Fujitsu has released Xurch, a search-engine plug-in that utilizes the Yahoo Search BOSS open search platform, and allows users to rapidly refine their Web searches. The plug-in can be utilized with news sites such as CNN.com in addition to Google and Microsoft Bing.
has released a free application plug-in, named Xurch, designed to help users
rapidly refine their Web searches. The program leverages both proprietary
algorithms developed at Fujitsu Labs of America and the Yahoo Search BOSS (Build
Your Own Search Service) open search platform.
With the plug-in installed, typing a term into a Website's
search bar will generate a window of suggested words for users to refine their
searches. In addition to search-engine sites such as Google, the plug-in can
also be utilized with news and shopping sites such as CNN.com.
Once the user clicks on a term in the plug-in's
suggested-terms window, the search is run again, and then another window is
generated with new suggestions for further search refinement.
For example, if the user searches on Google or Bing for "planting
bulbs," Xurch will offer a list of suggestions ranging from "blooms"
to "containers" and "how to." If the user follows those suggestions and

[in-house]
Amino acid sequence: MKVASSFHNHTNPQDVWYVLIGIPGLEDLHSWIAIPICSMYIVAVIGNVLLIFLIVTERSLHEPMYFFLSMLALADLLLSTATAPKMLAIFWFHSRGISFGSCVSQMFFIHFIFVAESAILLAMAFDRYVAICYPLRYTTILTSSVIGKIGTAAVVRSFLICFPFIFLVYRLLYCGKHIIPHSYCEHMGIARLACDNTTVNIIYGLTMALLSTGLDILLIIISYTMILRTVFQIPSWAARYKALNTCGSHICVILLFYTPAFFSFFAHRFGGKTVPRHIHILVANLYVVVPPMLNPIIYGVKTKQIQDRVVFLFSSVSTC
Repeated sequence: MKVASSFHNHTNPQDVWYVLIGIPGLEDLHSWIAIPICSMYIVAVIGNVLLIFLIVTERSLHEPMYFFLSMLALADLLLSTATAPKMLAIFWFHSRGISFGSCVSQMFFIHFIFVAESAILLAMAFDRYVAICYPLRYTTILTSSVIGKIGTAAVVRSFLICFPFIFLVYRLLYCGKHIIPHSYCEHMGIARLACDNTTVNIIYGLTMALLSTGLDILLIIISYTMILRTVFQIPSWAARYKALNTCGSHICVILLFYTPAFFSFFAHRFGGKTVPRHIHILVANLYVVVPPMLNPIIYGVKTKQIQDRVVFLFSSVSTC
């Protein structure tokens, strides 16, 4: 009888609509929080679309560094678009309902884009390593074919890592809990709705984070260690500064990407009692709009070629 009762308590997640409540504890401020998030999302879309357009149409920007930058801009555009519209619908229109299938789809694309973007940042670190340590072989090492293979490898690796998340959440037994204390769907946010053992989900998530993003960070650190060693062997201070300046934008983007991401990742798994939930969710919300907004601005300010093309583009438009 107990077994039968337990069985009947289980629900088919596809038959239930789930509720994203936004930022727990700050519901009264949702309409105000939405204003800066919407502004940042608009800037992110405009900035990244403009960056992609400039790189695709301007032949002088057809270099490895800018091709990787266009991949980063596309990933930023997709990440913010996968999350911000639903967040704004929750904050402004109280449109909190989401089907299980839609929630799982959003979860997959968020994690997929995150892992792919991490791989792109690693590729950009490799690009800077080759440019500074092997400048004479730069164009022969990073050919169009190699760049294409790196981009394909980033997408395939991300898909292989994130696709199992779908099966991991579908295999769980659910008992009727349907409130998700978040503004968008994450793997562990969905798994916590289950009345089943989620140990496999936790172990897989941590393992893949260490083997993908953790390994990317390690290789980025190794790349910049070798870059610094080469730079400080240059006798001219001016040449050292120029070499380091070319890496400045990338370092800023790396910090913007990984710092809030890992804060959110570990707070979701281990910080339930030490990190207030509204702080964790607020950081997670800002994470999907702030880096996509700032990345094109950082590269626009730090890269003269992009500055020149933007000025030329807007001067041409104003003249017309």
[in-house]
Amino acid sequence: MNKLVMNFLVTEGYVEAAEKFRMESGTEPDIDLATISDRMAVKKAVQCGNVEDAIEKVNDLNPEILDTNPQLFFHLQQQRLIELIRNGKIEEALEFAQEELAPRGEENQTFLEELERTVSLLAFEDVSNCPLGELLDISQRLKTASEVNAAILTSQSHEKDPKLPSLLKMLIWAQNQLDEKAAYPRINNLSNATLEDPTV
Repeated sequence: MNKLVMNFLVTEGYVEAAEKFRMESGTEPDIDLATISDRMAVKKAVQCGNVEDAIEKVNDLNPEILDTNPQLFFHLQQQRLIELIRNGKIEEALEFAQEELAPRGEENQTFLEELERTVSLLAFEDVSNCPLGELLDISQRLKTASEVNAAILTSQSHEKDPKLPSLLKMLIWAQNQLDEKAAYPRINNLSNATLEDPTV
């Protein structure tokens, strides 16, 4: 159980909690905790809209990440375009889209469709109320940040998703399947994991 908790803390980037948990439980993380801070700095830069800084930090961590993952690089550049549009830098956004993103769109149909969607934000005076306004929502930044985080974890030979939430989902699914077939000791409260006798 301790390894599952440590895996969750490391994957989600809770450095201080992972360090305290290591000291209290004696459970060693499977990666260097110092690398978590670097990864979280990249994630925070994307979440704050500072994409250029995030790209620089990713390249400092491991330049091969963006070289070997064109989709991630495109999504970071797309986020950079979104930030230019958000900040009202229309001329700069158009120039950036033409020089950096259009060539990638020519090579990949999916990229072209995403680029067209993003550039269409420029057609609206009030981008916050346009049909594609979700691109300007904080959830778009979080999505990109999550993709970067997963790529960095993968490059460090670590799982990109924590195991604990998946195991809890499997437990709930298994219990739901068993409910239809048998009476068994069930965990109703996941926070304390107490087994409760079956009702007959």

on "containers," more granular suggestions could include "clay pots,"
planters" and the like.
Xurch supports Internet Explorer 6, 7 and 8, as well as
Firefox running on Windows, Mac OS X and Linux. The list of sites currently
supported by the plug-in can be found here
BOSS allows developers to utilize an open-search Web services platform to design
their own search products
. Over the course of 2009, Yahoo has integrated new
features into the application, including new sorting functionality, integration
with Delicious content, and the ability to filter specific language results.
Yahoo has been making its services more transparent to
developers, including opening access to the structured data pulled by Yahoo
SearchMonkey from Websites via Yahoo Web Crawler.
Like Yahoo, Fujitsu has been prepping for a high-profile
plans to roll out a $449 mini-notebook, or "netbook,"
aimed at the education
market. Netbooks represent one bright spot of growth in a global PC market
otherwise devastated by the recession, and other companies - including
Hewlett-Packard, Dell, Asus, Acer, Toshiba and Lenovo - have also been crowding
into the space.